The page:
It’s Iran’s turn to have its digital surveillance tools leaked:
According to these internal documents, SIAM is a computer system that works behind the scenes of Iranian cellular networks, providing its operators a broad menu of remote commands to alter, disrupt, and monitor how customers use their phones. The tools can slow their data connections to a crawl, break the encryption of phone calls, track the movements of individuals or large groups, and produce detailed metadata summaries of who spoke to whom, when, and where. Such a system could help the government invisibly quash the ongoing protests —or those of tomorrow —an expert who reviewed the SIAM documents told The Intercept.
SIAM gives the government’s Communications Regulatory Authority —Iran’s telecommunications regulator —turnkey access to the activities and capabilities of the country’s mobile users. “Based on CRA rules and regulations all telecom operators must provide CRA direct access to their system for query customers information and change their services via web service,” reads an English-language document obtained by The Intercept. (Neither the CRA nor Iran’s mission to the United Nations responded to a requests for comment.)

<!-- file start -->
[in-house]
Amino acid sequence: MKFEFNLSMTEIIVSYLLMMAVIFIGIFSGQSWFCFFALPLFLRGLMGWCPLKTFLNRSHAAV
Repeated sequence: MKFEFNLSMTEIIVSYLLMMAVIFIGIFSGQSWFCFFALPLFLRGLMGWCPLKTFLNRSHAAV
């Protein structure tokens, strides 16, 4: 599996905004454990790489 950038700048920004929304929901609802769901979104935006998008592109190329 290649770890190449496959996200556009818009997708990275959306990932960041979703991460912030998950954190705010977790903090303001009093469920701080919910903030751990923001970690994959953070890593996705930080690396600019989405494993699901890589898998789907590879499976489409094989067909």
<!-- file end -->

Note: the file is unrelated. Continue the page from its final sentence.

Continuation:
Lots of details, and links to the leaked documents, at the Intercept webpage.
Posted on November 1, 2022 at 6:24 AM •
Masquerading as UK scholars with the University of London’s School of Oriental and African Studies (SOAS), the threat actor TA453 has been covertly approaching individuals since at least January 2021 to solicit sensitive information. The threat actor, an APT who we assess with high confidence supports Islamic Revolutionary Guard Corps (IRGC) intelligence collection efforts, established backstopping for their credential phishing infrastructure by compromising a legitimate site of a highly regarded academic institution to deliver personalized credential harvesting pages disguised as registration links. Identified targets included experts in Middle Eastern affairs from think tanks, senior professors from well-known academic institutions, and journalists specializing in Middle Eastern coverage.